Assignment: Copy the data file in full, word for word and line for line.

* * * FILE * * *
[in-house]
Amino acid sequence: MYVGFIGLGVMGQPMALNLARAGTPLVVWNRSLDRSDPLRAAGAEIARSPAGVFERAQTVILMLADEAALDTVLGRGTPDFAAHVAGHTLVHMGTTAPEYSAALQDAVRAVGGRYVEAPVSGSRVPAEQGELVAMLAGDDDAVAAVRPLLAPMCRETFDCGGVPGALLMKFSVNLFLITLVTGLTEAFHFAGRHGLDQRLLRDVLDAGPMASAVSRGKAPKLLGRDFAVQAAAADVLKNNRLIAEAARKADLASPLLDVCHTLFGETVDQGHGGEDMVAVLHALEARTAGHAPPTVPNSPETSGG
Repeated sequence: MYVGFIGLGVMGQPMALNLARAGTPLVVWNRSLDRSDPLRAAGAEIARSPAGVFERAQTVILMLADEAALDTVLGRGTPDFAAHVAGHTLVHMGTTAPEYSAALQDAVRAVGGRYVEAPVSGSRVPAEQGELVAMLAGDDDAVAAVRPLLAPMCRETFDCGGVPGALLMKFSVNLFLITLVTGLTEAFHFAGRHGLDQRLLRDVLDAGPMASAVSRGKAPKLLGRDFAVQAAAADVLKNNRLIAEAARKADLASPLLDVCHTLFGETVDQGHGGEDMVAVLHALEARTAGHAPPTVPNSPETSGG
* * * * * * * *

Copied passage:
[in-house]
Amino acid sequence: MYVGFIGLGVMGQPMALNLARAGTPLVVWNRSLDRSDPLRAAGAEIARSPAGVFERAQTVILMLADEAALDTVLGRGTPDFAAHVAGHTLVHMGTTAPEYSAALQDAVRAVGGRYVEAPVSGSRVPAEQGELVAMLAGDDDAVAAVRPLLAPMCRETFDCGGVPGALLMKFSVNLFLITLVTGLTEAFHFAGRHGLDQRLLRDVLDAGPMASAVSRGKAPKLLGRDFAVQAAAADVLKNNRLIAEAARKADLASPLLDVCHTLFGETVDQGHGGEDMVAVLHALEARTAGHAPPTVPNSPETSGG
Repeated sequence: MYVGFIGLGVMGQPMALNLARAGTPLVVWNRSLDRSDPLRAAGAEIARSPAGVFERAQTVILMLADEAALDTVLGRGTPDFAAHVAGHTLVHMGTTAPEYSAALQDAVRAVGGRYVEAPVSGSRVPAEQGELVAMLAGDDDAVAAVRPLLAPMCRETFDCGGVPGALLMKFSVNLFLITLVTGLTEAFHFAGRHGLDQRLLRDVLDAGPMASAVSRGKAPKLLGRDFAVQAAAADVLKNNRLIAEAARKADLASPLLDVCHTLFGETVDQGHGGEDMVAVLHALEARTAGHAPPTVPNSPETSGG